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How Yeah Yeah Yeahs inspired one of the biggest-selling pop singles of the 2000s

@notmyyaztattoo

Yeah Yeah Yeahs were one of the most iconic bands of the alternative scene during the 2000s, and they’re absolutely still going strong to this day, with their recent comeback with new music enough to show anyone just how timeless they really are. And it seems that their fans aren’t the only people to feel this way.

Of course, musicians and artists get inspiration from one another all the time, and that kind of thing spans across genres. Especially when it comes to pop songs and pop musicians taking notes from alternative music and other subcultures and subgenres. That explains how Yeah Yeah Yeahs ended up lending a little bit of their magic to one of the biggest pop groups of the 2000s.

Just take a moment to think about this: what group made for the perfect mini-van music for your mother? How about the ultimate school dance material? It’s The Black Eyed Peas, of course! The song in question is none other than ‘Meet Me Halfway’, which dominated global charts after its release in 2009.

Upon first hearing the song—actually, even after a few listens—it might be tough to figure out exactly what they got from Yeah Yeah Yeahs, but once it’s pointed out, it’s kind of tough to un-hear it. The song uses a sample of ‘Maps’ by Yeah Yeah Yeahs.

Here’s the thing: one could also very easily make the argument that ‘Maps’ is an iconic pop song of the 2000s, too, but it’s definitely of a different variety, to say the least. ‘Maps’ is sort of the crossover that brings alt-pop into the mainstream, whereas ‘Meet Me Halfway’ is literally the pop anthem that you can recognise anywhere and get a wave of nostalgia.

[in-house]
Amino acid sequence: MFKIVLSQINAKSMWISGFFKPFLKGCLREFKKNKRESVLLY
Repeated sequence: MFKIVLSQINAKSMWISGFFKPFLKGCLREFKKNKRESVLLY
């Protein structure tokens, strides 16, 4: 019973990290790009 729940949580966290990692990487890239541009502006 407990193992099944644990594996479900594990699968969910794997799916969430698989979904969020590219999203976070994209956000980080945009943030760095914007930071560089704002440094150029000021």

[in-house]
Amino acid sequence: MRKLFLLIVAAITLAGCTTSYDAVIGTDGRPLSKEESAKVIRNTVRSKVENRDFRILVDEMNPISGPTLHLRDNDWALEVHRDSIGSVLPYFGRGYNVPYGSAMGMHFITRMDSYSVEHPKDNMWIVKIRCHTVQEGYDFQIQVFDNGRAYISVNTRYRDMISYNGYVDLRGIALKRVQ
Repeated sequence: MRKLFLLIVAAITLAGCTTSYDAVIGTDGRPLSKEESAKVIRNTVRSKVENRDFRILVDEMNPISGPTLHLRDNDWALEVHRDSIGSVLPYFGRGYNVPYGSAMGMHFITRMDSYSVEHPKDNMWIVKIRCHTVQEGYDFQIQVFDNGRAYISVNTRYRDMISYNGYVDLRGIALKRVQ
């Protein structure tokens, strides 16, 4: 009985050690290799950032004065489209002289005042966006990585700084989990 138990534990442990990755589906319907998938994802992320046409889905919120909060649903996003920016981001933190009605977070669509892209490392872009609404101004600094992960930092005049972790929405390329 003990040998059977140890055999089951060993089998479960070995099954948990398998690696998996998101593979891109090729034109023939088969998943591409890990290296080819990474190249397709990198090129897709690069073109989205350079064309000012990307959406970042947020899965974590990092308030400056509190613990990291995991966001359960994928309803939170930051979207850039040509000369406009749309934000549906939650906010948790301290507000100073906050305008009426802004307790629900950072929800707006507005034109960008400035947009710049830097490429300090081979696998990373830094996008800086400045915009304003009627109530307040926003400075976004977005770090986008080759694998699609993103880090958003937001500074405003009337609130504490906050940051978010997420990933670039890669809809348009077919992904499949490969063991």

Yeah Yeah Yeahs have a certain subtlety to their sound that can blend into a pop setting, but not just simply “blend”. ‘Meet Me Halfway’ proves that their sound worked to enhance the pop soundscape and ground it into a more melodic, gritty texture. Obviously, it didn’t do this too much, but it’s just enough that it had the opportunity to shape the architecture of the song.

It is sort of magical, though, considering that it flies under the radar as a sample so well. Many people would argue that this is indeed the purpose of a great sample. Regardless, both songs made their mark on the 2000s, albeit in very different ways. Knowing that they brushed shoulders is extremely satisfying.